Category Archives: Media

It’s not about being clean, it’s about the country

Phew! Scam after scam and now journalists-businesspersons-politicians wheeling dealing: we have a roller coaster society going on here. There is “outrage” and this is really stupid, I mean, who are we fooling? We have always been in the list of the most corrupt developing countries in the world (and this is what keeps us “developing” and not developed).

The problem is not with our businesspersons, politicians and journalists: they have always been the way they are, and the nexus has always existed.  It’s just that due to the Internet and social networking websites the news spread like wildfire and people no longer have to depend on newspapers and electronic media to get news and exchange opinions.

The 2G scam (4G is already out, by the way) is one of the biggest scams the country has ever endured, and so is the Commonwealth Games scam (1,70000 crores – approximately $ 37570000000 — and more than 35000 crores, respectively). There has been a litany of scams under the present government and even the most tolerant are forced to point fingers at the Prime Minister who quite undeservedly enjoys a clean image.

What is clean?  Cleanliness can be of many types:

  • You just wear clean clothes but underneath you never wash your body
  • You wash your body but wear dirty clothes
  • You neither wash your body nor wear clean clothes
  • You appear very clean but from the inside, spiritually and mentally, you are unclean
  • You are totally clean, from the outside as well is inside but you operate in an environment that is totally unclean

Manmohan Singh probably falls under the last two categories. He has the saintly image and he draws a very miniscule amount of salary. But what is the reality?

The country witnessed a deluge of scams when he was the Finance Minister and now when he is the Prime Minister.  Of course the sudden gush of liberalization could have fuelled the corruption engine of the country, but what is the use of you being clean if everything and everybody around you is dirty? Are you really clean if people around you are unclean and you mingle with them and allow them to run the country knowing all the time what harm they are causing to your country?

In today’s The Pioneer column Swapnadas Gupta has written about how Nehru and Indira Gandhi tolerated, if not encouraged, corruption as a necessary evil bi-product of socialism. Is Manmohan Singh perpetuating this string of misguided philosophy? It sure looks so. But at what cost?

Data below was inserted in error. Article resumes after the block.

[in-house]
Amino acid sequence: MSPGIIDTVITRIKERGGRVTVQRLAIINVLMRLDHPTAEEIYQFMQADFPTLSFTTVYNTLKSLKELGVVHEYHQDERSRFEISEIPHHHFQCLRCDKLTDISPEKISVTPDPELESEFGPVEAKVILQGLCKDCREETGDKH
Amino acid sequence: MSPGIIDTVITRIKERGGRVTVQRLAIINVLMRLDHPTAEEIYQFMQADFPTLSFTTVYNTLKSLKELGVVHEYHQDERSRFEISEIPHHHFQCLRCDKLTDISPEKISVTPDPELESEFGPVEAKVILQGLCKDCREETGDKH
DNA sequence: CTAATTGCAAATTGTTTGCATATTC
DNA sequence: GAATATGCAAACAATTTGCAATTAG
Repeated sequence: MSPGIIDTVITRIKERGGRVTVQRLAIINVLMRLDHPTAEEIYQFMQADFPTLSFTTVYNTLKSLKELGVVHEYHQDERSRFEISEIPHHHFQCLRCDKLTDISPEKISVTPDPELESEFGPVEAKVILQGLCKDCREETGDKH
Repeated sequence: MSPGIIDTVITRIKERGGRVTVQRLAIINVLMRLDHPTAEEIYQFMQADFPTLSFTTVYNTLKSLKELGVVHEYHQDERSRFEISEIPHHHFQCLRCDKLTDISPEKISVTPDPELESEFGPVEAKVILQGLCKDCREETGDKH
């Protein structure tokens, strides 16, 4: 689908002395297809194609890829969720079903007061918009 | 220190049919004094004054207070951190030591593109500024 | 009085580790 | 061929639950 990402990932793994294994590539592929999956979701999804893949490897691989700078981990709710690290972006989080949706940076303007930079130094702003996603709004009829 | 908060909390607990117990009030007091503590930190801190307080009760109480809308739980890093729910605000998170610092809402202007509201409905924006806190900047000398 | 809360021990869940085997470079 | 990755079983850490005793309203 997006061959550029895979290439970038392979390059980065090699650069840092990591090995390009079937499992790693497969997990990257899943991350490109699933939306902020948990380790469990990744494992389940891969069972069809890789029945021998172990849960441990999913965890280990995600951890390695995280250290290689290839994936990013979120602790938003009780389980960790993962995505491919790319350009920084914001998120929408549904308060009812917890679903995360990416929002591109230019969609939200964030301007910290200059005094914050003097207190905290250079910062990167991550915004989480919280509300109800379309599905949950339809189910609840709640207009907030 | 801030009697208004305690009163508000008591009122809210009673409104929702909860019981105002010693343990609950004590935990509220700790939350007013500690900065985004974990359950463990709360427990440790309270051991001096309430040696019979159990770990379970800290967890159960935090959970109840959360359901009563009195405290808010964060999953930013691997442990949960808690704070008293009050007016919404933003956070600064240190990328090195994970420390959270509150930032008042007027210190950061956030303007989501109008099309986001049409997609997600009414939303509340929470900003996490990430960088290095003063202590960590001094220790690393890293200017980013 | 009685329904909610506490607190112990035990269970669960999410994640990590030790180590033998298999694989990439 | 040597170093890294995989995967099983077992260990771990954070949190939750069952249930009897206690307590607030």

This mentality has cost the country billions of dollars. According to an international report discussed by Kanchan Gupta in the past 60 odd years the country has lost more than 20.85 lakh crores, and that’s a conservative estimate as most of the data is unavailable. Some excerpts:

The outpouring of moral outrage over Raja’s crime may have served the purpose of forcing one of the most corrupt Ministers (by no means was he the lone wolf in the Cabinet) in the present regime to quit office in disgrace although he remains defiant as ever. But it has also swamped a revealing report on Global Financial Integrity that was released last week. The details of the report indicate the extent of corruption in India and confirm what we refuse to accept: We are a corrupt society with a corrupt system; a nation that silently indulges in corruption while raucously protesting against it, as is being witnessed at the moment.

The GFI report says, “From 1948 through 2008, India lost a total of $213 billion in illicit financial flows (or illegal capital flight). These illicit financial flows were generally the product of corruption, bribery and kickbacks, and criminal activities.” Illicit financial flows pertain to the “cross-border movement (or transfer) of money earned through illegal activities such as corruption, transactions involving contraband goods, criminal activities, and efforts to shelter wealth from a country’s tax authorities”. The total of $213 billion is a misleading figure because “the present value of India’s illicit financial flows is at least $462 billion,” the GFI report explains, adding, “This is based on the short-term US Treasury bill rate as a proxy for the rate of return on assets.”

The GFI report provides some other interesting insights. For instance, contrary to the claims of successive Governments, more vociferously by the UPA regime, India’s underground economy, which is “closely tied to illicit financial outflows”, continues to expand with each passing day. The present value of illicit assets held abroad ($462 billion) “accounts for approximately 72 per cent of India’s underground economy — which has been estimated to account for 50 per cent of India’s GDP ($640 billion at the end of 2008)”. Just above a quarter of illicit assets are held domestically.

Go to his link for more juicy data.